ST. AUGUSTINE, Fla. -- The 2001 launch of the Shubie Shuttle is scheduled for Saturday, February 17, on the east coast of Florida. Scott Fraser, the newest driving sensation in the American Speed Association, will begin his quest for ASA ...
ST. AUGUSTINE, Fla. -- The 2001 launch of the Shubie Shuttle is scheduled for Saturday, February 17, on the east coast of Florida. Scott Fraser, the newest driving sensation in the American Speed Association, will begin his quest for ASA Rookie-of-the-Year honors -- and possibly even larger achievements -- in the ASARacing.com 300 at St. Augustine Speedway. Fraser's nickname, "Shubie Shuttle," comes from his hometown of Shubenacadie, Nova Scotia, Canada, and, of course, from his ability to drive the No. 00 King Racing Chevrolet to the front of the field quickly.
"A lot of people have a hard time pronouncing Shubenacadie, so they just call it Shubie," Fraser said. "Then somebody started calling me the Shubie Shuttle and the name stuck." Running a limited schedule of six ASA races last season in order to preserve his rookie status for 2001, Fraser wasted no time in gaining lots of attention in his very first ASA race at Chicago Motor Speedway in July. Until that time, Fraser had never driven an ASA car but he qualified second, led 20 laps and finished eighth. He never started any of the six races lower than 12th and he finished twice in the top five and twice more in the top 10. At the end of his first five, the only driver to have amassed more points in the same races was eventual series champion Gary St. Amant.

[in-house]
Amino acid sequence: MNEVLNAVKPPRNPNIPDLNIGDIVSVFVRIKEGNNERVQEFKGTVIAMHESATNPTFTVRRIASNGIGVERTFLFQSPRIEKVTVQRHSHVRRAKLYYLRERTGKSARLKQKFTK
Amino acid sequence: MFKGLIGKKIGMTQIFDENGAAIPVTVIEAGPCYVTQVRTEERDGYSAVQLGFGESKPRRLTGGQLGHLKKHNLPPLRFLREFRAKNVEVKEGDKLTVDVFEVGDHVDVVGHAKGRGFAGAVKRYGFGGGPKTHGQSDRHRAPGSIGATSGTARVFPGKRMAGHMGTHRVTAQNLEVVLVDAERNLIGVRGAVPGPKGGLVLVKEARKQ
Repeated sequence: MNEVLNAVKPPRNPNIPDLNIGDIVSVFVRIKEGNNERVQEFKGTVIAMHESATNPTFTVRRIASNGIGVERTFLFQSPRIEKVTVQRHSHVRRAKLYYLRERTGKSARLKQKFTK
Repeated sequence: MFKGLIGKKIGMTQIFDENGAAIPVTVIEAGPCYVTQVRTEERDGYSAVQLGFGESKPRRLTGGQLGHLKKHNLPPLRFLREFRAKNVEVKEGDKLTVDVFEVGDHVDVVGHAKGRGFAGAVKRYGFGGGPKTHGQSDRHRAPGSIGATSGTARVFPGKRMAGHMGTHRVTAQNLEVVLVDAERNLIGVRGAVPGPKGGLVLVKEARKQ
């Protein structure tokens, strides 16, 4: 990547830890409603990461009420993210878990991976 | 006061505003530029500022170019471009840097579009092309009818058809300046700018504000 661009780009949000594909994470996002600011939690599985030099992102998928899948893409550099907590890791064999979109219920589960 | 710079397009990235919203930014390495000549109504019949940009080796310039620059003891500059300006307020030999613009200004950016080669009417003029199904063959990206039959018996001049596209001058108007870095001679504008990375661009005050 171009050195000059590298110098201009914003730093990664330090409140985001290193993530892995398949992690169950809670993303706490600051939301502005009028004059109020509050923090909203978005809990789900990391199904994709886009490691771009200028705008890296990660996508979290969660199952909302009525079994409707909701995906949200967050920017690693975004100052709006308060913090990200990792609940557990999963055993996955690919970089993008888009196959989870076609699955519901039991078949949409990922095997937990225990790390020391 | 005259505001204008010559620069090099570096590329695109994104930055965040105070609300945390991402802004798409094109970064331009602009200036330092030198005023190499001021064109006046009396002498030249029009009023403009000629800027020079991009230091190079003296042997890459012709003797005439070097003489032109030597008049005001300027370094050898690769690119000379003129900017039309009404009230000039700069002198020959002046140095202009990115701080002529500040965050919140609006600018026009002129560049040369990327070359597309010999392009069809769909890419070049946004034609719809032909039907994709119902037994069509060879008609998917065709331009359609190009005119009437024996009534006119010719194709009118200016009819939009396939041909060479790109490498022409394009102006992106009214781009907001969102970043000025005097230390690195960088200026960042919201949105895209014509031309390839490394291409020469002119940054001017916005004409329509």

"We think we have a good chance to win some races in 2001," Fraser said. "We're going to Florida better prepared than we were when we started last year and that means a lot. But racing is a funny game. With all the cars being so equal in the ASA, it's about 60 percent getting breaks, or luck, if you choose to use that term. Then it's about 20 percent driving and 20 percent of hitting on the right setup for the car. "It seemed we had everything going for us last year. We had qualified second twice, led in four races and never finished lower than 11th. Then we went to St. Louis and the breaks didn't go our way. A wheel bearing burned out and we finished 33rd in the last race of the season."
Fraser appeared headed for Victory Lane at The Milwaukee Mile but a slow pit stop dropped him from second to 12th with about 40 laps remaining. Still, he drove furiously through the field to third and was gaining on the two cars in front of him when time ran out. "We've worked during the off-season to improve our work in the pits," said Fraser. "Before we went ASA racing we were not used to making pit stops, so I don't guess we realized the importance of speed in the pits. Well, we do now. Those seconds gained or lost in the pits mean just as much as they do when you're on the track racing.
We're going to be a lot better in that area this year. "We're excited and we're ready. The team is better prepared. We have more confidence, but then again we have more pressure on us because people have seen what we can do. If we can maintain consistency we'll have a great season."